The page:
With October being Breast Cancer Awareness Month I figured it might be a good time to think a little bit deeper on ways to help reduce your risk of breast cancer. Though breast cancer risk factors like family history can’t be changed, you can at least make some lifestyle changes to help lower that risk.
Breast cancer prevention starts with healthy habits – and these types of changes have been shown in studies to help decrease breast cancer risk even in high-risk women.
- Limit Alcohol. The more you drink -the more the risk of developing breast cancer. The general consensus is to limit yourself to less than 1 drink per day. Even small amounts of alcohol can increase your risk.
- Don’t Smoke. There is evidence suggesting a link between smoking and breast cancer risk especially in pre menopausal women.
- Control Your Weight. Obesity increases the risk of breast cancer, especially if you gain weight later in life (especially after menopause).
- Get Active. Physical activity is good for your general health – but also to help maintain a healthy weight (which as we mentioned above, does help prevent breast cancer). Its recommended you get at least 30 minutes of physical activity at least 5 days a week.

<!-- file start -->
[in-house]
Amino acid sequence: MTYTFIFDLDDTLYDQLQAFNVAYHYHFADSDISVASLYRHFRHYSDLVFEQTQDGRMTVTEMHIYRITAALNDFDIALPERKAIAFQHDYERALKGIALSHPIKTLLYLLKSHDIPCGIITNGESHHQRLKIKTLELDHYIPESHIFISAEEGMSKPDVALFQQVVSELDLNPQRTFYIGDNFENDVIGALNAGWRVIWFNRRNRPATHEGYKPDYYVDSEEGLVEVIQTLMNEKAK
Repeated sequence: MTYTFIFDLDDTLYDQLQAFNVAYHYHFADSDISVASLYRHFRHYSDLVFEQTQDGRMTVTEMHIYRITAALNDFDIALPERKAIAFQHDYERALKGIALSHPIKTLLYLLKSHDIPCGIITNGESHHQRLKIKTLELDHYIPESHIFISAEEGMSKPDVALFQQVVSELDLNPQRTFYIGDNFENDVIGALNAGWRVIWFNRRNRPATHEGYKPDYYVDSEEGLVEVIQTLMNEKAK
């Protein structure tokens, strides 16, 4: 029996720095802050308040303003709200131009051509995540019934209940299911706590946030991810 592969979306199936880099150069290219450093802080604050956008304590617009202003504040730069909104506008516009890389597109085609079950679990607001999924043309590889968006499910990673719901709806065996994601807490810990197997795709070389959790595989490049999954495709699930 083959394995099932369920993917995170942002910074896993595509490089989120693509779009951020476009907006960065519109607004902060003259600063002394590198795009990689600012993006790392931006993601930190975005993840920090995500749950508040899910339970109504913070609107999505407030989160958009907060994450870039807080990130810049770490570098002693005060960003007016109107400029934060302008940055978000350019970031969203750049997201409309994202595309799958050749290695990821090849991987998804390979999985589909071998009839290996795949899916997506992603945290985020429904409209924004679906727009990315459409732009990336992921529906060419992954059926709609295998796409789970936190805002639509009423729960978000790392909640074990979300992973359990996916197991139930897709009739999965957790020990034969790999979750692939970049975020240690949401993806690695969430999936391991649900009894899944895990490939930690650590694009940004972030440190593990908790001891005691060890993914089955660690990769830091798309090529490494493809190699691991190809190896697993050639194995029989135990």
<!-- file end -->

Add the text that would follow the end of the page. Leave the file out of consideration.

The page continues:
- Breast Feed if Possible. Besides health benefits for your baby, breast feeding may play a role in breast cancer prevention.
Be vigilant about breast cancer detection. If you notice any changes in your breasts, such as a new lump or skin changes, consult your doctor. Also, ask your doctor when to begin mammograms and other screenings based on your personal history.
DID YOU KNOW??
A woman in the United States has about a 1-in-8 chance of being diagnosed with breast cancer.*
About 40,920 women in the U.S. are expected to die in 2018 from breast cancer.
Breast cancer incidence and death rates generally increase with age.
Women and men with a family history of breast cancer, especially in a first-degree relative are at increased risk for the disease. Compared to women without a family history, risk for women with one affected first-degree female relative is 2 times higher and with more than one first-degree relative the risk is 3-4 times higher.